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Better Computing Through CPU Cooling

Heat can be a CPU’s worst enemy, but new chip designs and materials can keep them cool

12 min read
Photo by Dan Saelinger
Photo: Dan Saelinger; Styling: Wendy Schelah; Electronics: Courtesy of Tekserve

My wife recently gained a new appreciation for my work. She was trying to transfer family videos from old videocassettes to DVDs using various gadgets and software running on her laptop. Inevitably, though, the process always yielded a blank screen somewhere in the recording. These interruptions occurred because the laptop kept overheating. Only after she placed it on a stack of books with a fan blowing directly on it could the computer handle the job.

Heat is one of the worst enemies of electronics. Sit on the sofa with your laptop and you quickly feel the heat on your lap. Often though, overheating can be hard to diagnose. You may notice random errors occurring no matter what program you’re running. This is especially true if you use your computer to play advanced video games, which can really tax the microprocessor and the graphics card. If your machine frequently experiences fatal errors or “the blue screen of death” on such occasions, chances are it has thermal management problems. And overheating doesn’t just degrade a computer’s performance; it can also shorten its useful life.

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This Wearable Neck Patch Can Diagnose Concussions

Self-powered sensors convert neck strain into electrical pulses to detect head trauma in athletes

4 min read
image of back of man's head and shoulders with a patch taped to his lower neck; right image is a time lapse image of a man's head extending far forward and back, simulating a case of whiplash

The prototype patch in this research is shown in (a) on the left; on the right (b) is the kind of head rotation that can yield an electrical response from the patch.

Juan Pastrana

Nelson Sepúlveda was sitting in the stands at Spartan Stadium, watching his hometown Michigan State players bash heads with their cross-state football rivals from the University of Michigan, when he had a scientific epiphany.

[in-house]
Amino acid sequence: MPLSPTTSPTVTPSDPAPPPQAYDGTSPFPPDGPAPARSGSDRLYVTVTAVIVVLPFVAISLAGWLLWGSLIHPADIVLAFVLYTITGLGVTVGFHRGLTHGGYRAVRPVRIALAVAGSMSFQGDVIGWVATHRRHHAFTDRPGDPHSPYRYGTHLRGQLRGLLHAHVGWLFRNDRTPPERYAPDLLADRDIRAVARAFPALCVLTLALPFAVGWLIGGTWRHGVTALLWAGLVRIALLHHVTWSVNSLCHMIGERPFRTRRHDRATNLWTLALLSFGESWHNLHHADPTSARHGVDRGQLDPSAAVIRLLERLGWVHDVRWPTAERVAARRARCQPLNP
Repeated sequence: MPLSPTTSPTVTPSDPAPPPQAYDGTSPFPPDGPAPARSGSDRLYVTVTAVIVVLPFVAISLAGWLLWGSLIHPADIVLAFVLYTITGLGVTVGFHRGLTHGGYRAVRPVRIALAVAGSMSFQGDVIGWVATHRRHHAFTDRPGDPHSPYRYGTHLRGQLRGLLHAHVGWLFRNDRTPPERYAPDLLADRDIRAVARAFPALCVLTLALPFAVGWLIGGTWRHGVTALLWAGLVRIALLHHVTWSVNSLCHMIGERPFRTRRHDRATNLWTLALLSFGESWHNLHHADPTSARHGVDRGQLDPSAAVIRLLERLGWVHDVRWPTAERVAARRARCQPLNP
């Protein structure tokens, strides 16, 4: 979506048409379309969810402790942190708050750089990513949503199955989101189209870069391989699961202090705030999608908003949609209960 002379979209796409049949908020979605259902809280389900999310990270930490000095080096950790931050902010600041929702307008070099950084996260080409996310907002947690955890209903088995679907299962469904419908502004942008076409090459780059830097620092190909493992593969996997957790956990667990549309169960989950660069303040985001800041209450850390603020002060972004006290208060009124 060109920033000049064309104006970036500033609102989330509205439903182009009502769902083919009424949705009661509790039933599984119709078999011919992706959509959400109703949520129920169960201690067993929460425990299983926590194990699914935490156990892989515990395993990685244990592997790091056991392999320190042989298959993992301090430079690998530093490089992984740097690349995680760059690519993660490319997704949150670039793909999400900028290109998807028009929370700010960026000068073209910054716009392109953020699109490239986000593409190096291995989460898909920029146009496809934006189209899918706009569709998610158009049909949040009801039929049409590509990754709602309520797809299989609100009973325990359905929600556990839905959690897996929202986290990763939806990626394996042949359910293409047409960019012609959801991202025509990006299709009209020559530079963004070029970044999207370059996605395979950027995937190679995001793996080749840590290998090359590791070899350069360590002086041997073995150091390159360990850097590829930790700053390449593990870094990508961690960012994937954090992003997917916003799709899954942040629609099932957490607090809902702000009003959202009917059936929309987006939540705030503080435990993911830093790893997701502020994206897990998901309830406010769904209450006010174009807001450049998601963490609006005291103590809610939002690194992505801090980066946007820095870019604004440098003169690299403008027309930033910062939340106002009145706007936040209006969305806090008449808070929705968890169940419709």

Perhaps the nanotechnologies he had been working on for years—paper-thin devices known as ferroelectret nanogenerators that convert mechanical energy into electrical energy—could help save these athletes from the ravages of traumatic brain injury.

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Video Friday: PoKeBo Cubes

Your weekly selection of awesome robot videos

2 min read
A young girl looks at a cluster of three simple robots facing each other on a table

Video Friday is your weekly selection of awesome robotics videos, collected by your friends at IEEE Spectrum robotics. We also post a weekly calendar of upcoming robotics events for the next few months. Please send us your events for inclusion.

RoboCup 2022: 11 July–17 July 2022, BANGKOK
IEEE CASE 2022: 20 August–24 August 2022, MEXICO CITY
CLAWAR 2022: 12 September–14 September 2022, AZORES, PORTUGAL
ANA Avatar XPRIZE Finals: 4 November–5 November 2022, LOS ANGELES
CoRL 2022: 14 December–18 December 2022, AUCKLAND, NEW ZEALAND

Enjoy today’s videos!

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Improved Dynamic Range for Pulse Detection

Achieving an unprecedented combination of dynamic range and sampling rate for pulse data acquisition

1 min read

Join Teledyne SP Devices for an introduction to our Pulse Detection Range eXtension (PDRX) technology. It achieves a dynamic range equivalent to 16-bit analog-to-digital converters (ADCs) while exceeding the sampling rate supported by commercially available devices. It is ideal for pulse capture in applications such as mass spectrometry. Register now for this free webinar!

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